After work last Friday, May 25, Pamela visited Flossie at Brookwood (see Support Systems and Another Respite Stay ). I found her account of the visit quite humorous. I have summarized it below:
According to Pamela...
"I was actually a little nervous when I went to see your grandmother, because for the life of me, I could not remember her actual name! I always say 'your grandmother' or 'Muddear' and all I kept thinking was 'they are not going to let me in to see her.' However, at the last minute, I had a moment of clarity and blurted out...'I'm here to see Flossie Dawson.'
Now first, let me put your mind at ease. Your grandmother was clean and had on a fresh change of clothes. I know you were worried about that, but she looked good. When I entered her room, Muddear was looking out the window - I mentioned the nice view to her. But then, I don't know what happened.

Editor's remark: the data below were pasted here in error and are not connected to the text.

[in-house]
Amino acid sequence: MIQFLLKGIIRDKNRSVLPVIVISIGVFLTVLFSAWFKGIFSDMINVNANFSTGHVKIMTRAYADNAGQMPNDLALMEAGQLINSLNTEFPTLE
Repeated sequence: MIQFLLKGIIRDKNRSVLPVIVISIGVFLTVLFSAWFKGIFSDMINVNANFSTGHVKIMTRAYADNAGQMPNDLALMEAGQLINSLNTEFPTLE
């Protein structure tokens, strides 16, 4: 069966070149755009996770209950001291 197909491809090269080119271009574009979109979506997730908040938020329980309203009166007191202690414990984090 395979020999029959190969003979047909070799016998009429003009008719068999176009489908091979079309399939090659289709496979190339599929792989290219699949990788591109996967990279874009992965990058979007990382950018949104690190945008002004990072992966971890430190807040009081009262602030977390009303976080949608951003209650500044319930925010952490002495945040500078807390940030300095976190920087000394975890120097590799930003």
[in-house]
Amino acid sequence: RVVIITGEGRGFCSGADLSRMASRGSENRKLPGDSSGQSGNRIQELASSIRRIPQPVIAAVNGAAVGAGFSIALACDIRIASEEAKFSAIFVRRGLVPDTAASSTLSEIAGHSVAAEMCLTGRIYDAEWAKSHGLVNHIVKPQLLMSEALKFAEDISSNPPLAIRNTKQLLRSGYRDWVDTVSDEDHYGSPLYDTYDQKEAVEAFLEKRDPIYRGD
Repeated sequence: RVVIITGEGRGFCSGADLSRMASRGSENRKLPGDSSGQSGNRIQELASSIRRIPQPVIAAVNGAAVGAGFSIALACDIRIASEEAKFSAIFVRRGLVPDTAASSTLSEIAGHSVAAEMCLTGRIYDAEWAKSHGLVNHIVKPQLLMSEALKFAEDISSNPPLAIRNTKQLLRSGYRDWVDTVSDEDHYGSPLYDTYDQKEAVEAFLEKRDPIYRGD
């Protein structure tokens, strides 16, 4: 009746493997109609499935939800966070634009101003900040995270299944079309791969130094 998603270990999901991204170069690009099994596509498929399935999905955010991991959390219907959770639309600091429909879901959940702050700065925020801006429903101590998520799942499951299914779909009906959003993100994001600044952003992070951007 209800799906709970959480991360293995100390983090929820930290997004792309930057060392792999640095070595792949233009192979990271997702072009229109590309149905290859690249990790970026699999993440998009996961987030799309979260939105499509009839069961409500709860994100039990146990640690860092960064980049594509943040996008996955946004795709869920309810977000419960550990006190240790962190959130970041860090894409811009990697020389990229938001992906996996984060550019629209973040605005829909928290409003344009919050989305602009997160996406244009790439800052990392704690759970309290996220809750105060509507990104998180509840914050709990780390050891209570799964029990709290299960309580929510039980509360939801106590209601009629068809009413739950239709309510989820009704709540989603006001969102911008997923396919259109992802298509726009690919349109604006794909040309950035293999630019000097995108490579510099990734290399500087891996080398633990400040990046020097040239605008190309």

I began to tell Muddear all about my woes with Sofa Express. I told her about how I ordered the new entertainment center and their failure to deliver it as expected. I went on to tell her about how I had received three different entertainment centers all with various degrees of damage. I even explained how I had called numerous employees from the sales rep to the district manager with no real satisfaction or adequate compensation and that I just did not know what I was going to do next. Would you believe I even told her that I notified John Matarese from the news. And there sat your grandmother, listening attentively, shaking her head like she understood and before you know it, she was offering me advice.
Muddear said, "Honey, you got to do what you got to do! I remember when I was married to my husband and he had bad credit. I took over the money and did what I had to do!"
Nikki, you know me, I was shaking my head and agreeing and I heard myself saying 'that's right Muddear; you've got to do what you've got to do!' In that moment I sat back and chuckled as I thought to myself...'why am I venting to Muddear? She won't remember tomorrow."
Although I have to admit, when I left I felt better.